Just before Hippi begins, the words "Deeply inspired by John Milton's poems" flash on the screen. A glimmer of hope made its way to the heart of this writer. Surely someone who is well-versed with literature would have some substance in his creation? Yes, you already saw the rating - and so you'll know that my heart was stomped upon and crushed by the end of 143 long minutes from then.
Kartikeya Reddy Gummakonda plays Devdas, fondly called Hippi by his loved ones. Why? Because he has long hair? Because he wears clothes that look like they were stolen from Ranveer Singh's wardrobe? Because this story feels as old as the hippi movement? You don't get the answer at first, and you still don't have an answer when the end credits finish rolling.
Anyway, the film opens with Hippi (now in short hair) about to commit suicide due to "love failure". However, he is (unfortunately) saved by his girlfriend Amukthamalyada (Digangana Suryavanshi). The film soon moves into familiar territory, with the hero lamenting the insidious evil of women, by using the titles of Milton's poems to explain his point.
After a few tasteless scenes involving Hippi's boss (J D Chakravarthy) and a peek into how Amukthamalyada "tortures" Hippi, you get the flashback that shows how the couple met. Hippi falls in love with Amukthamalyada at first sight - while he is busy kissing her best friend. Though Amukthamalyada spurns his advances initially, she eventually comes to accept his proposal. However, she poses a condition - that he chop off his long locks. The rest of the film is all about the power games between the two, culminating in an all-too-predictable climax.
Hippi is a disaster from the word go, and alarming in its misogyny. At the tail end of the movie, a character says something that can be roughly translated to "women are made for sex, just like lamb is made for biriyani". The film is replete which such lines, emphasising again and again how men are but mere victims of scheming, controlling women. And you cannot even question these otherwise all-powerful men why they continue being associated with such women, as the film clearly answers that in the aforementioned dialogue.
Hippi serves you a small dose of homophobia as well, in the form of the interactions between Hippi and the character played by Vennela Kishore. However, none of this is as heart-breaking as listening to a couple of men laughing and hooting at such scenes. Now we know why such problematic films continue to be made, even in 2019.
Even is you set the disturbing elements aside and judge the film purely on entertainment value, it's still bad news. Logic might as well be an alien term for the makers. How else do you explain the fact that Amukthamalyada continues to live with Hippi even after she has broken up with him and is now engaged to someone else? And what in the world was that reconciliation scene at the end? The two engage in a supremely childish fight - throwing things at each other and breaking everything in the house. Then she gets injured, and he rushes to help her. Out of nowhere, she begins to tearfully justify her behaviour to him.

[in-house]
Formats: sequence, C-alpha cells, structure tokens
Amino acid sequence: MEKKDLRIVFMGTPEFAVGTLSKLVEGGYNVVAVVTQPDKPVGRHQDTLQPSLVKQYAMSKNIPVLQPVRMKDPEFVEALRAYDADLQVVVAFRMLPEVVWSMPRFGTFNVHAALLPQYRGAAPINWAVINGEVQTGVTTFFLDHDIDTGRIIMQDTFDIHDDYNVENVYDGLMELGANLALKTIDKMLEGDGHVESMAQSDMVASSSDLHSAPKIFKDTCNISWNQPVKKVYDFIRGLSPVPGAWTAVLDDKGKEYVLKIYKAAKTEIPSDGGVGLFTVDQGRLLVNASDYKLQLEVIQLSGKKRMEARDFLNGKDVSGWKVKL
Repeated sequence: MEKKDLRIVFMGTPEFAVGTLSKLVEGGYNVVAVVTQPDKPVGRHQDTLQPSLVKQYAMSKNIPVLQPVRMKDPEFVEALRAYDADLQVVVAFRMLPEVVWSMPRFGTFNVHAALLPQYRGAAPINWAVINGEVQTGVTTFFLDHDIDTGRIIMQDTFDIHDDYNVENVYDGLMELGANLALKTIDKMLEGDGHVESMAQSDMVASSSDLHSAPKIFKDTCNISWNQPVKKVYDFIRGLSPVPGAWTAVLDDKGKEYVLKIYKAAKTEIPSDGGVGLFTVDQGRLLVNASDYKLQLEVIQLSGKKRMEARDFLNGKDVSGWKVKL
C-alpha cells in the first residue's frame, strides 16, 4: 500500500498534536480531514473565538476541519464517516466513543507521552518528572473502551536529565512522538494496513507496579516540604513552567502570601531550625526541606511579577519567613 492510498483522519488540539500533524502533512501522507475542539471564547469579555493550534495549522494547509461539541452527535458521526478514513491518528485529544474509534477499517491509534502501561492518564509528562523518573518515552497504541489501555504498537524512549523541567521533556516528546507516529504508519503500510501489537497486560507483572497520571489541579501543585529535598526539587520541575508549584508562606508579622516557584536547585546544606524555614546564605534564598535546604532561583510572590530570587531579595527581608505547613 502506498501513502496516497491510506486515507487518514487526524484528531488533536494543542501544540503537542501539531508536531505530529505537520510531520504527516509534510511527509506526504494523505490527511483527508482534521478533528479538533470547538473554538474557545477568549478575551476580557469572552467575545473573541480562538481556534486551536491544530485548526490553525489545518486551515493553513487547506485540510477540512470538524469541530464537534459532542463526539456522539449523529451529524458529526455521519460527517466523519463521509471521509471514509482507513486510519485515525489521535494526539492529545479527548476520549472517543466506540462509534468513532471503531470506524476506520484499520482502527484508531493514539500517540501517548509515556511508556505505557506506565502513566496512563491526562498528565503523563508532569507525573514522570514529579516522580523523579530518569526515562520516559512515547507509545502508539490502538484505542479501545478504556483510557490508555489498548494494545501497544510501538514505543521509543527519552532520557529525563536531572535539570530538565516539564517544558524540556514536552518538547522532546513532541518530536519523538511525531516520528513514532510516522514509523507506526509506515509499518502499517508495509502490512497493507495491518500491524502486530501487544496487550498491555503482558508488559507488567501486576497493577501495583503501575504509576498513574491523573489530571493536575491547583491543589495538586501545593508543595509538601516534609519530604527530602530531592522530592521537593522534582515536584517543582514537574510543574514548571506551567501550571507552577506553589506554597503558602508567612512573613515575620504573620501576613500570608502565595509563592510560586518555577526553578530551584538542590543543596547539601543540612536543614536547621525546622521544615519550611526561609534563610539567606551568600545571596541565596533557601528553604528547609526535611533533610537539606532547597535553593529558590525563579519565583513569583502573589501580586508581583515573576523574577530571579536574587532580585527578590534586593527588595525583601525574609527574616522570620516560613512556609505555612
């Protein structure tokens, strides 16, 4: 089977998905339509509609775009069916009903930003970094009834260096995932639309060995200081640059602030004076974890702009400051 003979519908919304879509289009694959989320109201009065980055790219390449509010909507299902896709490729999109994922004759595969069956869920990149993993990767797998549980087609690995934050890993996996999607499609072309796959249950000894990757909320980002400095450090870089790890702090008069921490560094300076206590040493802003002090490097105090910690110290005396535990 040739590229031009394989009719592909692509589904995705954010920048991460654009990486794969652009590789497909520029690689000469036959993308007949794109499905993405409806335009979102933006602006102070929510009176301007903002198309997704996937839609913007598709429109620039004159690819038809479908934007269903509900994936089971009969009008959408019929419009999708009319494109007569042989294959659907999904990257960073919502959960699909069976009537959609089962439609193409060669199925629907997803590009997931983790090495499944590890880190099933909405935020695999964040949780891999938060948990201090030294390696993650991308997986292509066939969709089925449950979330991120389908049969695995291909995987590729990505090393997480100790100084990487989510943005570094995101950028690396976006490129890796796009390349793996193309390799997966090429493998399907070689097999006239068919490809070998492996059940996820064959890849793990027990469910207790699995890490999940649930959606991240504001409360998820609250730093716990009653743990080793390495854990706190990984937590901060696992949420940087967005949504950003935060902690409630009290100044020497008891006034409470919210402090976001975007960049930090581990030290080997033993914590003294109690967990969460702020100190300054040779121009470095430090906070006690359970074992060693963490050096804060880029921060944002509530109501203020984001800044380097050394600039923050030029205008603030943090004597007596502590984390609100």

We think that at least now, the word sorry will escape his lips. But no - what happens is that she casually mentions how her friend asked her if he was impotent, which immediately snaps Hippi into action as he sets out to prove this friend wrong. And that is it! An awfully-shot love-making song later, the two are back together, all forgiven and forgotten. In Hippi's case it is understandable, as throughout the film he has been shown in the light of a pervert. But what about Amukthamalyada, who had given out the impression of a confident, practical and sensible woman for most part?
The direction leaves a lot to be desired. The film has no sense of continuity, and definitely goes on for longer than it should have. A few action scenes are there just to mark attendance, adding nothing to the (non-existent) plot. The cinematography by R D Rajasekhar isn't too impressive either. However, Nivas K Prasanna contributes a decent set of tunes.
The only saving grace (apart from the music) is Digangana Suryavanshi, who makes a promising debut, rising above the terrible material given to her. She embodies the role of a strong modern-day woman beautifully.
Everyone else is a disappointment. Kartikeya needs to seriously work on his acting, as it is painful to watch him overplay every single emotion. His dances really well, though. J D Chakravarthy is not much better, and though Vennela Kishore tries, he too cannot do much for the film.
In spite of everything, you should be grateful to Hippi for teaching you that people who throw in literature references into conversations need not all be intelligent or great. As a person who used to take in pride in enjoying literature, I found this experience truly humbling. Thank you, Hippi.